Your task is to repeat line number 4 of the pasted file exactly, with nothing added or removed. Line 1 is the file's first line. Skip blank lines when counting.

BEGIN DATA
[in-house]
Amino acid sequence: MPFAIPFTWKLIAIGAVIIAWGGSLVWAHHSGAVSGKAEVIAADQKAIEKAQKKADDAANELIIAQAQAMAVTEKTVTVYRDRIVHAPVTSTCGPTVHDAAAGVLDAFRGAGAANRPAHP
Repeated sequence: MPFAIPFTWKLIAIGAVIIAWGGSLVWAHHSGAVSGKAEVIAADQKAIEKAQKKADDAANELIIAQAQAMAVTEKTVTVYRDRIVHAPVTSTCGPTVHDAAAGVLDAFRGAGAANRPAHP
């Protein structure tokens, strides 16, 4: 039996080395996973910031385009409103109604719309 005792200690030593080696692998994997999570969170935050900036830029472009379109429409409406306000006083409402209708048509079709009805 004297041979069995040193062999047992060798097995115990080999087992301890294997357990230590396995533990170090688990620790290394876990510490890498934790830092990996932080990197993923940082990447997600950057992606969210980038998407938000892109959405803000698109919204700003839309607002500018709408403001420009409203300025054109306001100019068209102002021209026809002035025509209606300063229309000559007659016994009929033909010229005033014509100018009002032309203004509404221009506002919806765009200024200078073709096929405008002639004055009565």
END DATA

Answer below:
């Protein structure tokens, strides 16, 4: 039996080395996973910031385009409103109604719309 005792200690030593080696692998994997999570969170935050900036830029472009379109429409409406306000006083409402209708048509079709009805 004297041979069995040193062999047992060798097995115990080999087992301890294997357990230590396995533990170090688990620790290394876990510490890498934790830092990996932080990197993923940082990447997600950057992606969210980038998407938000892109959405803000698109919204700003839309607002500018709408403001420009409203300025054109306001100019068209102002021209026809002035025509209606300063229309000559007659016994009929033909010229005033014509100018009002032309203004509404221009506002919806765009200024200078073709096929405008002639004055009565």